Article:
Place of Creation: “Zatch Bell!” Manga Artist Makoto Raiku in His Workplace
Have you ever pictured the artist at work while you're reading his manga? Wondered if he's working in a squeeky-clean studio filled with state-of-the-art equipments, or working from the kitchen table of his parents' house?
Here are some pics from when we visited Zatch Bell! creator Makoto Raiku at his workplace, which might be of interest to all manga fans and aspiring artists.
Pics after the cut!
The photos were taken in June, 2008 when we interviewed Makoto Raiku, back when he was in the midst of the lawsuit against Shogakukan, his publisher at the time that lost five of his coloured works.
(Japanese)Makoto Raiku's Blog: I Sued Shogakukan
Autographs of various manga artists are proudly displayed in the foyer, the first things you'd see upon entering the building.
Tons of fan mail.
Let's enter the studio.
The studio from above. Five desks in the center for Raiku and his staffs, and another one with computer facing the wall.
High ceiling to prevent getting claustrophobic when they spend all day here close to the deadline.
Upstairs there are shelves full of his DVD collection.
Collection of figurines.
You can see various Zatch Bell! characters.
This handmade Vulcan 300 was a gift from his reader.
The studio seems like an ideal workplace for manga artist, but Raiku admitted that a considerable part of his work actually takes place in a casual dining restaurant where he lays out the storyboard; storyboarding is done all by himself but being surrounded by strangers in a restaurant somehow helps him concentrate. Plus, there'd be no distractions such as Internet, TV and his vast collection of manga.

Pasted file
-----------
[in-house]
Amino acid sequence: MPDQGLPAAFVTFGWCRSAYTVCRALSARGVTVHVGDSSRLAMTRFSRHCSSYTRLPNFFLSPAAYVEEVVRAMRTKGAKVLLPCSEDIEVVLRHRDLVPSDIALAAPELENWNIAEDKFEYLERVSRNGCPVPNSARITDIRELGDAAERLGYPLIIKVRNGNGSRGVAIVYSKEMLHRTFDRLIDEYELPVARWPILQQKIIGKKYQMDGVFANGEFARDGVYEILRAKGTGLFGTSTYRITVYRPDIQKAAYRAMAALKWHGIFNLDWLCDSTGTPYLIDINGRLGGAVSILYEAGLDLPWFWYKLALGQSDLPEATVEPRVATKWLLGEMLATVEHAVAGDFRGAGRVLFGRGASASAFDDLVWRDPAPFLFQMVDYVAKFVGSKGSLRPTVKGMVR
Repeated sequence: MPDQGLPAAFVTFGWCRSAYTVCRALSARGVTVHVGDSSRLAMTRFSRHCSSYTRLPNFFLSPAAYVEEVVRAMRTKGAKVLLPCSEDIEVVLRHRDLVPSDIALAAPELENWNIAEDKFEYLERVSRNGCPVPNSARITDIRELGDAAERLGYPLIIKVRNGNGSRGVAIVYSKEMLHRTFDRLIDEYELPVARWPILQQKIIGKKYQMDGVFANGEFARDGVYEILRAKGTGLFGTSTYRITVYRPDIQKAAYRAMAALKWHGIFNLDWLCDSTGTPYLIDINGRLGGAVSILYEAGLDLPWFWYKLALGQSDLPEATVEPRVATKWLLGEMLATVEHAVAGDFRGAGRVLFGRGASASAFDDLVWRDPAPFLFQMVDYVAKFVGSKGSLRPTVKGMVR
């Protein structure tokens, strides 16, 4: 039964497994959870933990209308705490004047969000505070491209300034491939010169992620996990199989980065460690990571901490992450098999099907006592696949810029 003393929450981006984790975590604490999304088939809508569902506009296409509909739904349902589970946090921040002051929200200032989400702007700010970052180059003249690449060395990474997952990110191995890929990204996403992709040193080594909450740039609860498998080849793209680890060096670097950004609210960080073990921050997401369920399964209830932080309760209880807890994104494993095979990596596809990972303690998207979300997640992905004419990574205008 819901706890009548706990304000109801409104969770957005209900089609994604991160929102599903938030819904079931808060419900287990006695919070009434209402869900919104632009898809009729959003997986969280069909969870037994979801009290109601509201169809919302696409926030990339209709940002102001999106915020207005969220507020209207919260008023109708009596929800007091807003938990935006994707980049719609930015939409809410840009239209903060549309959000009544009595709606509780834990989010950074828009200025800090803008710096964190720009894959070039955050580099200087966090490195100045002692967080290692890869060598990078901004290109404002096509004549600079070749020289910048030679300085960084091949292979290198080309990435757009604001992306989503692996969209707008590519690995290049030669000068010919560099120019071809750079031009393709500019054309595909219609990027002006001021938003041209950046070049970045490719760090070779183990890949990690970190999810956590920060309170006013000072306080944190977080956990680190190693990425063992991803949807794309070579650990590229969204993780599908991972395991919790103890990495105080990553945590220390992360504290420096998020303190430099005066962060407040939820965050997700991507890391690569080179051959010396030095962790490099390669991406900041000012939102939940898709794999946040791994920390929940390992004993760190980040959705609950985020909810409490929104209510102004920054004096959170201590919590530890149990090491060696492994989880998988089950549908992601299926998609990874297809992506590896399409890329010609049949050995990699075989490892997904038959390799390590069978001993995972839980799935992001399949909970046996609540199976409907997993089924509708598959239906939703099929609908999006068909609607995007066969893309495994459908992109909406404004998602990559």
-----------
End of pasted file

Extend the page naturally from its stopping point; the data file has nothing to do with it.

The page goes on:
Storyboarding for an 18-page installment of Zatch Bell! takes two days at the least, and when the editor approves, Raiku calls his assistants and get busy at the studio. There are five assistants at most: usually four but when things get really hectic, as you can imagine for a manga serialised in a weekly magazine, he calls in extra help.
Sheets of screentones are organised in this custom made drawer.
Large flat screen TV.
Built-in floor-to-ceiling bookcase, a book lover's wet dream.
A Daruma doll to wish the Zatch Bell! movie's success.
Scanner and copier.
Raiku's computer where he updates his blog.
The thing on Raiku's desk might look like a light box at first glance.
But it's actually a custom made drawing board, designed to make it easier to look at the whole picture in right angle.
There's a stopper to prevent papers from sliding off.
Stiff shoulders and backaches are occupational disease for manga artists, so the chair is very important.
In June 2008, Raiku brought a case against Shogakukan to Tokyo District Court because they lost five of his coloured works. He demanded 3,300,000 yen as compensation. He decided to do it because he doesn't want publishers and their editors to look down on manga artists. In addition, Raiku was treated extremely badly for a long time. Moreover, the price of compensation represented by Shogakukan was only 500,000 yen. Raiku claimed that they had underestimated him too much.
These are the five works that Shogakukan lost.
During the whole ordeal Raiku was extremely angered by the publisher and he once just lost it, saw red, and punched his desk with such force that the bone broke through the skin of his knuckle. Fortunately, it has healed.
But you can still see the scar.
So, how did the trial go? On July 28, 2008, Raiku and Shogakukan had their first public session. Shogakukan agreed they were responsible for the loss with a reservation on financial value of the lost works as it was not clear. Recommended by the judge, both parties agreed to settle the claim.
Our interview was held before the lawsuit concluded, so he must have had so much on his mind.
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